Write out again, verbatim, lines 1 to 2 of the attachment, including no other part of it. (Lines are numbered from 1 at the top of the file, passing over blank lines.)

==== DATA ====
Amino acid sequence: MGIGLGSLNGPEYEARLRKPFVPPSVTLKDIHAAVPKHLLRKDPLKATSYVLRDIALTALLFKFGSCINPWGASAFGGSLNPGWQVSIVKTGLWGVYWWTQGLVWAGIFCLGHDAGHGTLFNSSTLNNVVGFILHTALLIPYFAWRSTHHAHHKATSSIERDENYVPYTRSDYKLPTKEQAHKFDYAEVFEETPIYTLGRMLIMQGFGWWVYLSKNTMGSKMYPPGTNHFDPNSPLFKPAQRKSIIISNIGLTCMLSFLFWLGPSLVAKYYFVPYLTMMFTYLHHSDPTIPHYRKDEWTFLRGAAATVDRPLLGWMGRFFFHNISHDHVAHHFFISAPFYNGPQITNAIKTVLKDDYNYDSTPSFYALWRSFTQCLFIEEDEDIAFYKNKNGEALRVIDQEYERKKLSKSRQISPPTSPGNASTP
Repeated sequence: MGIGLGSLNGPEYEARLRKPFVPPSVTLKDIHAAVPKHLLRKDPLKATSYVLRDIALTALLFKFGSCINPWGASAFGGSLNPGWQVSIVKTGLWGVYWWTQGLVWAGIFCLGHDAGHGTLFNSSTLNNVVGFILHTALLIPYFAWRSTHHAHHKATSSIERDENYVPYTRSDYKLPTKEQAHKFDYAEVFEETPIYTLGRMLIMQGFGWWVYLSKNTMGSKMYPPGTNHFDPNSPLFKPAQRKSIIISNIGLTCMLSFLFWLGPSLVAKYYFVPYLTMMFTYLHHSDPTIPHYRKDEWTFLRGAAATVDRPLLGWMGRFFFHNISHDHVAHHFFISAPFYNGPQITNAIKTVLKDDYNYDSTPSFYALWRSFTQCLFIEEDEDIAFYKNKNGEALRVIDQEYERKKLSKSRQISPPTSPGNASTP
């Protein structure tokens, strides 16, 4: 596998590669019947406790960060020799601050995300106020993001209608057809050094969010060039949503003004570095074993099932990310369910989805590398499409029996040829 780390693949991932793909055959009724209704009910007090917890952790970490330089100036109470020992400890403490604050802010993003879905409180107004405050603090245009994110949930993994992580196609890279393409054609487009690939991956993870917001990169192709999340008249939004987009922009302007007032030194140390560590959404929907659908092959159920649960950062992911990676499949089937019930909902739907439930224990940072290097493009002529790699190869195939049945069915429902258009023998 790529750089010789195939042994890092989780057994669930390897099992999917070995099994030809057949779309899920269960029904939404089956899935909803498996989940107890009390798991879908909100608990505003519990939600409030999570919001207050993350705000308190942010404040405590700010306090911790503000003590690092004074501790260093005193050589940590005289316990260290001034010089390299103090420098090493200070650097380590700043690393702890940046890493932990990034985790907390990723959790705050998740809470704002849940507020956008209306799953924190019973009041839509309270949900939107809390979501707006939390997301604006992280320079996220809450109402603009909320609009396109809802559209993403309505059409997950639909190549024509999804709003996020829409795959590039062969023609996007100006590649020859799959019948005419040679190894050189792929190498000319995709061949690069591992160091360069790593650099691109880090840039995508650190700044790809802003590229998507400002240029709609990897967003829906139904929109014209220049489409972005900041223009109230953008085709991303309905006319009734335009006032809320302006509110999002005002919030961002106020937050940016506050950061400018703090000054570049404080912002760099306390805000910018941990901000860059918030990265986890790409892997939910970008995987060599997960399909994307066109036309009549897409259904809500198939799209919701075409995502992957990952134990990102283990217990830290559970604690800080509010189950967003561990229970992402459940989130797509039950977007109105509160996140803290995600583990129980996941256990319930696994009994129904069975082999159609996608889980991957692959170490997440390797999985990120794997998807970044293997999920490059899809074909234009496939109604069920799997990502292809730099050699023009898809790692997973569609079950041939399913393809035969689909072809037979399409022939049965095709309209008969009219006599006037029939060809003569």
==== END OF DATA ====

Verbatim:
Amino acid sequence: MGIGLGSLNGPEYEARLRKPFVPPSVTLKDIHAAVPKHLLRKDPLKATSYVLRDIALTALLFKFGSCINPWGASAFGGSLNPGWQVSIVKTGLWGVYWWTQGLVWAGIFCLGHDAGHGTLFNSSTLNNVVGFILHTALLIPYFAWRSTHHAHHKATSSIERDENYVPYTRSDYKLPTKEQAHKFDYAEVFEETPIYTLGRMLIMQGFGWWVYLSKNTMGSKMYPPGTNHFDPNSPLFKPAQRKSIIISNIGLTCMLSFLFWLGPSLVAKYYFVPYLTMMFTYLHHSDPTIPHYRKDEWTFLRGAAATVDRPLLGWMGRFFFHNISHDHVAHHFFISAPFYNGPQITNAIKTVLKDDYNYDSTPSFYALWRSFTQCLFIEEDEDIAFYKNKNGEALRVIDQEYERKKLSKSRQISPPTSPGNASTP
Repeated sequence: MGIGLGSLNGPEYEARLRKPFVPPSVTLKDIHAAVPKHLLRKDPLKATSYVLRDIALTALLFKFGSCINPWGASAFGGSLNPGWQVSIVKTGLWGVYWWTQGLVWAGIFCLGHDAGHGTLFNSSTLNNVVGFILHTALLIPYFAWRSTHHAHHKATSSIERDENYVPYTRSDYKLPTKEQAHKFDYAEVFEETPIYTLGRMLIMQGFGWWVYLSKNTMGSKMYPPGTNHFDPNSPLFKPAQRKSIIISNIGLTCMLSFLFWLGPSLVAKYYFVPYLTMMFTYLHHSDPTIPHYRKDEWTFLRGAAATVDRPLLGWMGRFFFHNISHDHVAHHFFISAPFYNGPQITNAIKTVLKDDYNYDSTPSFYALWRSFTQCLFIEEDEDIAFYKNKNGEALRVIDQEYERKKLSKSRQISPPTSPGNASTP